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Expansion and stimulation of the rhizosphere during hydraulic redistribution

Active Dates 9/1/2022-7/31/2024
Program Area Environmental Systems Science
Project Description
Plant root systems can act as conduits for water from wet regions of soil to dry regions of soil, a phenomenon known as hydraulic redistribution (HR). HR plays a variety of ecological roles, including preventing root desiccation, increasing plant resilience to drought, and providing water to soil organisms.  This is one of the many ways that roots shape the soil environment. Another important way is through the release of sugars and other photosynthesis products into the soil, which fuels the metabolisms of soil microbes. This process is called exudation and is known to be an important control on soil microbial activity and soil health.

In this project, we propose to examine the interplay between HR and root exudation. We hypothesize that HR will increase exudation during drought conditions, acting to stimulate microbial activity and sustain soil biogeochemical processes during drought. To examine this hypothesis, we will perform an integrated suite of experiments and modeling to determine how HR modifies the quantity and quality of root exudates and how this in turn impacts microbial activity in the soil. We will quantify changes in exudate quantity and composition using state-of-the-art high-resolution mass spectrometry techniques. We will determine if HR alters spatial patterns of root exudation using mass spectrometry imaging. Further, we will track the transport and fate of exudates in the soil with isotopic imaging techniques. These experiments will inform two cutting-edge models. The first model simulates the transport and microbial uptake of exudates from the root into the soil at the scale of individual roots. The second model simulates the incorporation of these root-scale processes into a model of whole plant-soil ecophysiology, allowing us to determine how HR impacts plant performance and soil health. Results from this study will enhance our ability to predict ecosystem responses to drought and better plan for extreme climatic events.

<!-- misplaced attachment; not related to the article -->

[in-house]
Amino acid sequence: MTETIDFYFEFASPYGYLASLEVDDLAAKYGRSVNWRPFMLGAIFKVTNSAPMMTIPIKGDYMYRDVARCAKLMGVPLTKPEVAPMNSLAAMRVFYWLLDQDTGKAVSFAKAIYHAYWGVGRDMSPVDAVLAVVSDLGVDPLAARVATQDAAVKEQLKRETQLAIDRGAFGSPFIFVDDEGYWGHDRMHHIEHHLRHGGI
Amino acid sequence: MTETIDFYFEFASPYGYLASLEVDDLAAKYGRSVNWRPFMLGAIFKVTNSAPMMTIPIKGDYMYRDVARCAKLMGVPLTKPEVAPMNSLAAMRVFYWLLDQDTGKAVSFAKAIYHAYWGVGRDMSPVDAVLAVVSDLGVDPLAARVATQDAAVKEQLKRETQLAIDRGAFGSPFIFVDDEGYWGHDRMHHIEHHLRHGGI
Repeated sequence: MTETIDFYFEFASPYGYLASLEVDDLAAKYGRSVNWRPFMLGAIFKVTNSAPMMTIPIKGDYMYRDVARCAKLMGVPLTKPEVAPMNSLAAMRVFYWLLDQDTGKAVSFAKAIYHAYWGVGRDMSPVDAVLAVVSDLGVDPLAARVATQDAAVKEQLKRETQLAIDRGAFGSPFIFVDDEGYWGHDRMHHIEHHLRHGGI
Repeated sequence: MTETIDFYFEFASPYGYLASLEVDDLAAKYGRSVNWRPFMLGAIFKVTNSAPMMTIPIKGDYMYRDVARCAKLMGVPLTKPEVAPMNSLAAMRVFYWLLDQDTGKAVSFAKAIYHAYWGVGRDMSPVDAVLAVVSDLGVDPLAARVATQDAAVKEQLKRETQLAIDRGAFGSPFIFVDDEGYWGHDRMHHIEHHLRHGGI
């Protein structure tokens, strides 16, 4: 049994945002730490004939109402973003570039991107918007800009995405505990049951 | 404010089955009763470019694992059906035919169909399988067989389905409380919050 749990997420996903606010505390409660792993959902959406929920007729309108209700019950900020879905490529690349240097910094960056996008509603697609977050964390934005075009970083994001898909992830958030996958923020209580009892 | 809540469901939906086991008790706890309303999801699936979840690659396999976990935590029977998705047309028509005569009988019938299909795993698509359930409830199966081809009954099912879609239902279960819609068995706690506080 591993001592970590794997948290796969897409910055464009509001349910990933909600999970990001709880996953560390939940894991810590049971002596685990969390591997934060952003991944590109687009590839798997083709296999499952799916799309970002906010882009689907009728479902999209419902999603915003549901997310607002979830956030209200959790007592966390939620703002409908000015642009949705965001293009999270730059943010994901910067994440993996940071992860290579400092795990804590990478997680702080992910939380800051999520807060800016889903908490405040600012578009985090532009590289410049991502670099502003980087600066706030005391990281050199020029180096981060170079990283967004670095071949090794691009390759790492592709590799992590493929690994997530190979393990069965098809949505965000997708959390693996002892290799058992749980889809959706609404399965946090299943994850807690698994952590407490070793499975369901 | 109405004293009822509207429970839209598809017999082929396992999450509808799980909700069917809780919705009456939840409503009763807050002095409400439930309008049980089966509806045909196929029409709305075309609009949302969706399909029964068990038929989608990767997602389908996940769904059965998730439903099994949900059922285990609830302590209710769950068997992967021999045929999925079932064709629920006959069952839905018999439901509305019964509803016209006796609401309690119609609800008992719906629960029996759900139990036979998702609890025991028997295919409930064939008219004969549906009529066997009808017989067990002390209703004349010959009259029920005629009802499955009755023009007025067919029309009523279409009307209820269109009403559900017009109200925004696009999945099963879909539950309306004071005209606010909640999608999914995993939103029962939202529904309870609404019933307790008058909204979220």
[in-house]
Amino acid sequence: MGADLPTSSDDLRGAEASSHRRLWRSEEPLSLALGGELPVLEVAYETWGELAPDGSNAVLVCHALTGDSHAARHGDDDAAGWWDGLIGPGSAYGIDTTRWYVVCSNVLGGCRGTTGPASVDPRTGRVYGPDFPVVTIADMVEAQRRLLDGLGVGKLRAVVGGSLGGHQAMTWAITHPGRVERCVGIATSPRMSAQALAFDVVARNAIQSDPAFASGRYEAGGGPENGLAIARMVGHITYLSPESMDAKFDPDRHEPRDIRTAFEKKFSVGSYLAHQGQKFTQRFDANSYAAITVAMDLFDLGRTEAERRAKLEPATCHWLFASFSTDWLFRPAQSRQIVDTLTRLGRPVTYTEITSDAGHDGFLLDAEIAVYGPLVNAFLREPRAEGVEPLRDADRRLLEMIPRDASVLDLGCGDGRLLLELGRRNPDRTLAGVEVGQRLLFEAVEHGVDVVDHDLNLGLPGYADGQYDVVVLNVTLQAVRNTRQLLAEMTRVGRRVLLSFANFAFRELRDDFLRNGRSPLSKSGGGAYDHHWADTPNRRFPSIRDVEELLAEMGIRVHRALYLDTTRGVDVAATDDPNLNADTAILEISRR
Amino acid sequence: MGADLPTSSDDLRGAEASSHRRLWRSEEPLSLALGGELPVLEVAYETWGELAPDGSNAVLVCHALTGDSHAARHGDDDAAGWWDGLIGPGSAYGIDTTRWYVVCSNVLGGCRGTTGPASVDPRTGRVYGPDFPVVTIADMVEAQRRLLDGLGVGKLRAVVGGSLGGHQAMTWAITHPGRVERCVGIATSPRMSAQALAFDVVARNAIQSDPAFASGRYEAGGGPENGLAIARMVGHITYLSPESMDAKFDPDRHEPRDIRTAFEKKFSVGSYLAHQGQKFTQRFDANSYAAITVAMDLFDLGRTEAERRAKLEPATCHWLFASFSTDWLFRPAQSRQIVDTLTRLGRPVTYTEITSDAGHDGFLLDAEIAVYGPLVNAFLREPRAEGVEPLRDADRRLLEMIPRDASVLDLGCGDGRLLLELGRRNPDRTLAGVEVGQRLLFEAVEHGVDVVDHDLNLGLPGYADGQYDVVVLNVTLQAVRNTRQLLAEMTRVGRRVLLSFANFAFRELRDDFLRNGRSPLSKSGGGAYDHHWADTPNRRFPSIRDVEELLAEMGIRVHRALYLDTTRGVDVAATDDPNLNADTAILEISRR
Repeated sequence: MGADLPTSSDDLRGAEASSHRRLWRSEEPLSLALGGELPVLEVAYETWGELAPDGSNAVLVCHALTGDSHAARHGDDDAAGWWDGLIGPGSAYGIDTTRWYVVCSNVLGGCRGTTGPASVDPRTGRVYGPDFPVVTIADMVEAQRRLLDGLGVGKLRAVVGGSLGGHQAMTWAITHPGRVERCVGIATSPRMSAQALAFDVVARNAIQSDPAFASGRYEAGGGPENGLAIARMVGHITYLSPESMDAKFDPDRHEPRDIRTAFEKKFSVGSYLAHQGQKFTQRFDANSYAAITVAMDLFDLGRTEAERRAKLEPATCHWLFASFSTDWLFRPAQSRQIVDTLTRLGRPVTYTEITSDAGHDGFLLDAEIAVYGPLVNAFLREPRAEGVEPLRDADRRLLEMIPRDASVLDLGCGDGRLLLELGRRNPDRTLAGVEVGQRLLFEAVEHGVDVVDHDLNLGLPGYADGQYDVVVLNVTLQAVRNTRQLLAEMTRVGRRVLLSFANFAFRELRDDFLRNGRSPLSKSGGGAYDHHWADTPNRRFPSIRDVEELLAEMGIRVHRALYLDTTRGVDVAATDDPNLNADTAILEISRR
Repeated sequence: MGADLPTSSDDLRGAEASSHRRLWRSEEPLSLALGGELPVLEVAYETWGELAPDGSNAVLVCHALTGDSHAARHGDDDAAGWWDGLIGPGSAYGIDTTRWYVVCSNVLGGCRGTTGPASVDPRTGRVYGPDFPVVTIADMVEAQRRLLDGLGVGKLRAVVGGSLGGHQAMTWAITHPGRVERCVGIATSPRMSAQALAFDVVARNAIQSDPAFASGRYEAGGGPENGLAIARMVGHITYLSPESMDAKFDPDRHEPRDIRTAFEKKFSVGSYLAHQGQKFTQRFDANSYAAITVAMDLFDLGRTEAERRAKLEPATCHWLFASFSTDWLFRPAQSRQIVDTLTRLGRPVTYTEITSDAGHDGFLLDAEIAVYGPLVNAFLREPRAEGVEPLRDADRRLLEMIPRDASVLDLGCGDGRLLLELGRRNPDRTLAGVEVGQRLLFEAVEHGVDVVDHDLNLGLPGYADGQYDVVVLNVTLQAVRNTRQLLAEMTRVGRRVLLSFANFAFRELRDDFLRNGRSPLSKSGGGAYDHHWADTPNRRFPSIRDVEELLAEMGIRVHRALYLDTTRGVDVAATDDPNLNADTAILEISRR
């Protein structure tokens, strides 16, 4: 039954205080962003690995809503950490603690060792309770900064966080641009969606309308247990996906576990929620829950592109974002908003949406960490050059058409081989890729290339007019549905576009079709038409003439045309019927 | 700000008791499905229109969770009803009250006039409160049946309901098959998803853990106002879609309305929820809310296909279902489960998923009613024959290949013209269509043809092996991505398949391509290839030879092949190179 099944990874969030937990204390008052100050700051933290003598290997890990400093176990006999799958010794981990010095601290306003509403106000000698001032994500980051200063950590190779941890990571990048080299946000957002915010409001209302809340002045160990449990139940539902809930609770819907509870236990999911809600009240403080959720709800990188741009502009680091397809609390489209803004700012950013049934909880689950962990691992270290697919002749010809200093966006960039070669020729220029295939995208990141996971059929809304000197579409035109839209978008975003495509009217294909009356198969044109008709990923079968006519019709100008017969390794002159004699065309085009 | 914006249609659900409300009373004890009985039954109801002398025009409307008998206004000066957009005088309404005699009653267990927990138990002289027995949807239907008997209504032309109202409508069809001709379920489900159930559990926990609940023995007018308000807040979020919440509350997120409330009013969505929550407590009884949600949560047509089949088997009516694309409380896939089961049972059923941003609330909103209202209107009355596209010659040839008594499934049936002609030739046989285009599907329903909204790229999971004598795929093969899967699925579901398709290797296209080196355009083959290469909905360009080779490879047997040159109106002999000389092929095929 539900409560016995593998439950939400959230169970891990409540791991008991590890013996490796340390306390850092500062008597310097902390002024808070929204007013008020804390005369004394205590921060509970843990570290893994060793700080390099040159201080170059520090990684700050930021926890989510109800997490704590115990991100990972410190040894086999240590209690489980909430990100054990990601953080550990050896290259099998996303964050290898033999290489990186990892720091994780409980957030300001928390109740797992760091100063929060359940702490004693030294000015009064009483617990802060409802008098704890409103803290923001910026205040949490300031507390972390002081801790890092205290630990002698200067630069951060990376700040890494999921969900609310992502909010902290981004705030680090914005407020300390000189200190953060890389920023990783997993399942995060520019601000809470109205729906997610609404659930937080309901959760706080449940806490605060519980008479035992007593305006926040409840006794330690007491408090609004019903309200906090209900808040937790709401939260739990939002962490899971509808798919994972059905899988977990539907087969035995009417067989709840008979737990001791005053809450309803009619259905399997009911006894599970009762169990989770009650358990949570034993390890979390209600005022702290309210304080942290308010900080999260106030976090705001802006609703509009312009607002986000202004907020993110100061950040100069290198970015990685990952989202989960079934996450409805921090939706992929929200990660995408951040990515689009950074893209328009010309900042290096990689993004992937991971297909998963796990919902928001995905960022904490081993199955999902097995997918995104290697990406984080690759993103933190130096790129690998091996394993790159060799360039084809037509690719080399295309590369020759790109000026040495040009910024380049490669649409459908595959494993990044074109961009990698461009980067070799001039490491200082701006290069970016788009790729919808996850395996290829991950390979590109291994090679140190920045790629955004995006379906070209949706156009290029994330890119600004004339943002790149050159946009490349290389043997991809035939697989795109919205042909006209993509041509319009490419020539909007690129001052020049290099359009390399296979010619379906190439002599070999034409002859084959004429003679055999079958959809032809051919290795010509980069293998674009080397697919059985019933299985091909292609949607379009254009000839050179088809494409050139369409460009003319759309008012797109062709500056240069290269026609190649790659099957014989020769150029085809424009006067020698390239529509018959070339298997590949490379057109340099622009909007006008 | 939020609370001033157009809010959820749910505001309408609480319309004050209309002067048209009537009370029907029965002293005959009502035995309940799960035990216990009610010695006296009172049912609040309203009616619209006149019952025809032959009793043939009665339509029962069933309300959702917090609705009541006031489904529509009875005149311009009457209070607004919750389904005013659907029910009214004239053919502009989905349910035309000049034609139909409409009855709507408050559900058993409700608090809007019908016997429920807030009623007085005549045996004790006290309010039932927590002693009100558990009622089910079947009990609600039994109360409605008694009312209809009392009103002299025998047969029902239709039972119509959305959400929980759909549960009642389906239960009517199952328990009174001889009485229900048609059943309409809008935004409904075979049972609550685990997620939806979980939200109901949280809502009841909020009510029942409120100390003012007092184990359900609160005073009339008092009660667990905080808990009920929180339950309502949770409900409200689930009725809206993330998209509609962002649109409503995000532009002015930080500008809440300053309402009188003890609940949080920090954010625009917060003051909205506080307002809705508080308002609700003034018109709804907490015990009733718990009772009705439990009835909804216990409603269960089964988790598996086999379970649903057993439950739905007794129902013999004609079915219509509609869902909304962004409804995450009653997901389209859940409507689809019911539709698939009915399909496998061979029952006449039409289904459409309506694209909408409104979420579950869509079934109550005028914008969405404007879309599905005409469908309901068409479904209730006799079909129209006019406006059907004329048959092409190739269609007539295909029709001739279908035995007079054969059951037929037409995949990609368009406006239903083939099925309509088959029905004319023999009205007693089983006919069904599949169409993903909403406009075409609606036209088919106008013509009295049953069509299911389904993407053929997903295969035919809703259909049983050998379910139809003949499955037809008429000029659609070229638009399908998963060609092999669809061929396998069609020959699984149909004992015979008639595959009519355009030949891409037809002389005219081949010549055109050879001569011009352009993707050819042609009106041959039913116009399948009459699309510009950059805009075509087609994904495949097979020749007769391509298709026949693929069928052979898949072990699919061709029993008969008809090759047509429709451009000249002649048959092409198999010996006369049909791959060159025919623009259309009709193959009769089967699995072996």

Award Recipient(s)
  • State University of New York Buffalo (PI: Marinos, Richard)